The site is the brainchild of founder and chairman Brad Gerstner, who also runs Boston-based Altimeter Capital Management, a travel, technology, and Internet investment firm. Gerstner “has been in the travel space for over a decade, and he grew increasingly perplexed by the fact that there are dozens of sites where you can learn about hotels, but the hotels themselves are a complete black box,” Fliess says. “The room you are assigned is a crap shoot, and you know nothing about it until you open the door. [Gerstner] is a big believer in creating transparency where it doesn’t exist on the Web. So we started building what amounts to the first hotel room search engine.”

There’s a fascinating story to how the company built this engine (at least, it’s fascinating to me, a certified mapping and travel geek). The first hurdle was creating an annotated map of every floor in every three- to five-star hotel in every major world travel destination. Room 77 couldn’t simply tap via the Internet into hotels’ existing computerized reservation systems, called property management systems, because most don’t even have programming interfaces that can connect to other software. So they started by asking individual hotel managers to hand over their detailed floor plans.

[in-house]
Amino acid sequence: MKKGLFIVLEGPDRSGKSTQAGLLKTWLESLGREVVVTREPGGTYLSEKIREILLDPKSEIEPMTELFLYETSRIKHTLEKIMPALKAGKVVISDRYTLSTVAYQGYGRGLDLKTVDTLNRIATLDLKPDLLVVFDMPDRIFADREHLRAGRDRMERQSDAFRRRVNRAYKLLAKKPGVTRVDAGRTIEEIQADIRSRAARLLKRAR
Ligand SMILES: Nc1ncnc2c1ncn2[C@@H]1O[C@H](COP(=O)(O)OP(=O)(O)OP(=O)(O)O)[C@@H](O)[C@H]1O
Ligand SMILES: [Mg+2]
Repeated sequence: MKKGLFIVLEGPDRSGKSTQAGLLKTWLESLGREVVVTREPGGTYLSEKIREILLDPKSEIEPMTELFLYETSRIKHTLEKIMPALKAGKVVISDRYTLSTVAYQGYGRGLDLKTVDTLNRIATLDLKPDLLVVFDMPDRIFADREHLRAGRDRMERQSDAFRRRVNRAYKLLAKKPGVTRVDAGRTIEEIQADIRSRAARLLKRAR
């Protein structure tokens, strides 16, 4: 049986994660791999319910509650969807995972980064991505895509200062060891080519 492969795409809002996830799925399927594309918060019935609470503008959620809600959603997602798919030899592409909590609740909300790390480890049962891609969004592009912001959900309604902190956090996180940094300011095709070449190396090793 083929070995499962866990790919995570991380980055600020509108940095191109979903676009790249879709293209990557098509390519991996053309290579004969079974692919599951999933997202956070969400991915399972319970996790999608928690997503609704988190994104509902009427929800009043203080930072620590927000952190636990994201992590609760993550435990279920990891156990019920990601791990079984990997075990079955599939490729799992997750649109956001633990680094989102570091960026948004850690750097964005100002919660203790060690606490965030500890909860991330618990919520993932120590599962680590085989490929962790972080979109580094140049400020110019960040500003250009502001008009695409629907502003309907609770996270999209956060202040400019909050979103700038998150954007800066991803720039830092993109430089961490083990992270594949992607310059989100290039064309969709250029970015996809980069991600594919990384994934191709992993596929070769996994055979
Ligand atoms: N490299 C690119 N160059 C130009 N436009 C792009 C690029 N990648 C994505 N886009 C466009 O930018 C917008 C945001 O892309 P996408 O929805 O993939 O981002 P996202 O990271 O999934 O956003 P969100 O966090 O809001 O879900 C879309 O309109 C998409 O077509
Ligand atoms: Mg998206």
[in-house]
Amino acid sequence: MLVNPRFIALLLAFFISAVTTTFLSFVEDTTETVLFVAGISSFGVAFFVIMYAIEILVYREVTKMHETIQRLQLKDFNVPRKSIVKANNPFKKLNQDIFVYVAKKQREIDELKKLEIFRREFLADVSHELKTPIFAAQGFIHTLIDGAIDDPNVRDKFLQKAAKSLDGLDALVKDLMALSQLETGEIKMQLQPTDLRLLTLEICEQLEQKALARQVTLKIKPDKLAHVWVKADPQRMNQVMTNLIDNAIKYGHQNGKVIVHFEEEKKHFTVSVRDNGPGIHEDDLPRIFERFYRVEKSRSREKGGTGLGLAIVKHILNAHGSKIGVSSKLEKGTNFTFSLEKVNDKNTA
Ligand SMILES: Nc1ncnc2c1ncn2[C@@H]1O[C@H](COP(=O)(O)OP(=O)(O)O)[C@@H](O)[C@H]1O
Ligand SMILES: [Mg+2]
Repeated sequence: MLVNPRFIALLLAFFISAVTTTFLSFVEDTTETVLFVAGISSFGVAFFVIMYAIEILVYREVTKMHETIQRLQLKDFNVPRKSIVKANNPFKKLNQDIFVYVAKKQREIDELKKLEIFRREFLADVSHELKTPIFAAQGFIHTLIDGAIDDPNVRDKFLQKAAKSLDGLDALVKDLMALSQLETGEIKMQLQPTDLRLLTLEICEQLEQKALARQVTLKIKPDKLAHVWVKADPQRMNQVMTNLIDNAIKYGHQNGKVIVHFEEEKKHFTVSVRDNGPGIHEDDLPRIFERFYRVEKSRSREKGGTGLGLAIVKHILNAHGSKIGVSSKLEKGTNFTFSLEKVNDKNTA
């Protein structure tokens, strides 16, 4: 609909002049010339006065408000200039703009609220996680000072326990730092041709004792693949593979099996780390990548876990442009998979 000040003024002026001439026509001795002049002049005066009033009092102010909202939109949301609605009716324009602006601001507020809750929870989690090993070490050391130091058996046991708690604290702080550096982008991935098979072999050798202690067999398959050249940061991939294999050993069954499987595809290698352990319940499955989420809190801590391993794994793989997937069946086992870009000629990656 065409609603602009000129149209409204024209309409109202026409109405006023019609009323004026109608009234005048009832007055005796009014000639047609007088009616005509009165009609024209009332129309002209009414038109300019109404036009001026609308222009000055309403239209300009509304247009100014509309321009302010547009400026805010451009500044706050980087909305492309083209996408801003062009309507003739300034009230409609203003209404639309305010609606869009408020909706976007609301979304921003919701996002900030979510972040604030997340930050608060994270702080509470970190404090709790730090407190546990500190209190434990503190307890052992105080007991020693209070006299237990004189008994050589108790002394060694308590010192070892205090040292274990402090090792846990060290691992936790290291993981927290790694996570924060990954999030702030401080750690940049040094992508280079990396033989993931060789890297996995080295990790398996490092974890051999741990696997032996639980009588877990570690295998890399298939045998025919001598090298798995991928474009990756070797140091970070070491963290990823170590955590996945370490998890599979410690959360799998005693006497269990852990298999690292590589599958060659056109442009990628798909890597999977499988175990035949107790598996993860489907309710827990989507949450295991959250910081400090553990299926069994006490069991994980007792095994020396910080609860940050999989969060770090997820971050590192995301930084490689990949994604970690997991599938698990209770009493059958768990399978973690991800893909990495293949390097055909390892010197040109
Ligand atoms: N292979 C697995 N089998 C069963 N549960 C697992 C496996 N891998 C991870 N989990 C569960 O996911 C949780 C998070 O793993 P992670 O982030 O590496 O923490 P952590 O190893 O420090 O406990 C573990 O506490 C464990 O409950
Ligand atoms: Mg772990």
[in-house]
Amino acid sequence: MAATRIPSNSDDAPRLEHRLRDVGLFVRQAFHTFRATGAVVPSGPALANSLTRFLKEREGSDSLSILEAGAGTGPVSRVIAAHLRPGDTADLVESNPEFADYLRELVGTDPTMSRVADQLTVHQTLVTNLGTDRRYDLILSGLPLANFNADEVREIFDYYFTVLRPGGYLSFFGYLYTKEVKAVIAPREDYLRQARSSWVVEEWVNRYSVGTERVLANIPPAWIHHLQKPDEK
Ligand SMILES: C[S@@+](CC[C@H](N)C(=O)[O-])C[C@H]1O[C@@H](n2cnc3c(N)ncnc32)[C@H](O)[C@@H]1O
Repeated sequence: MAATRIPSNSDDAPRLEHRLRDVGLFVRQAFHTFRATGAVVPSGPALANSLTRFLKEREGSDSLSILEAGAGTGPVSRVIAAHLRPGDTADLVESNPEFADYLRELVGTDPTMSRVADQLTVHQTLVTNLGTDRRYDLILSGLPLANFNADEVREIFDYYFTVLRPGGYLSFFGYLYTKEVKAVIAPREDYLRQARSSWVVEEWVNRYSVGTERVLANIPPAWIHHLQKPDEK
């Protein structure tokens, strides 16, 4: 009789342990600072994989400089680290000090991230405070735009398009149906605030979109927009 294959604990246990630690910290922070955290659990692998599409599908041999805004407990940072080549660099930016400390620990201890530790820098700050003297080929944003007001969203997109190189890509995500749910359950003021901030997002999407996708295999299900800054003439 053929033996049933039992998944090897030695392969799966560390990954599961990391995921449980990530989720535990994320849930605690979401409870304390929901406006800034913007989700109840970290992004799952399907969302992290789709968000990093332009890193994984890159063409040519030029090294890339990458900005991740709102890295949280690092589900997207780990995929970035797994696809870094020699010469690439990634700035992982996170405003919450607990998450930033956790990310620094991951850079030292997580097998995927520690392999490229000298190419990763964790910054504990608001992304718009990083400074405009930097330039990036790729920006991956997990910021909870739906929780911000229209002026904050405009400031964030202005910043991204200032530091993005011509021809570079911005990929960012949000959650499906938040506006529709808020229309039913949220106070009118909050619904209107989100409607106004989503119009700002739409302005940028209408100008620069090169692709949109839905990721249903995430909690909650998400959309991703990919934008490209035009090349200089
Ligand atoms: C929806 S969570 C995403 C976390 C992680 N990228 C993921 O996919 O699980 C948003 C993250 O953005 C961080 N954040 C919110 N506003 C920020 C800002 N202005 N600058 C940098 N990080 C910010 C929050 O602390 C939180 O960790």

Some cooperated; some were more reluctant. But hotel floor plans are public data—in most cases the information is available from city planners. So “we can make this happen with or without the hotel’s participation,” Fliess says. Room 77’s secret weapon is the fact that every hotel room has an escape-route map on the back of the door. A sketch or a photo of that map, once digitized, can serve pretty well as Room 77’s base map, Fliess says. (In fact, there’s a “Sleuth” feature in the company’s iPhone app, also released today, that lets individual users send the company pictures of these maps and other hotel features. Fliess says an Android version of the app is on the way.)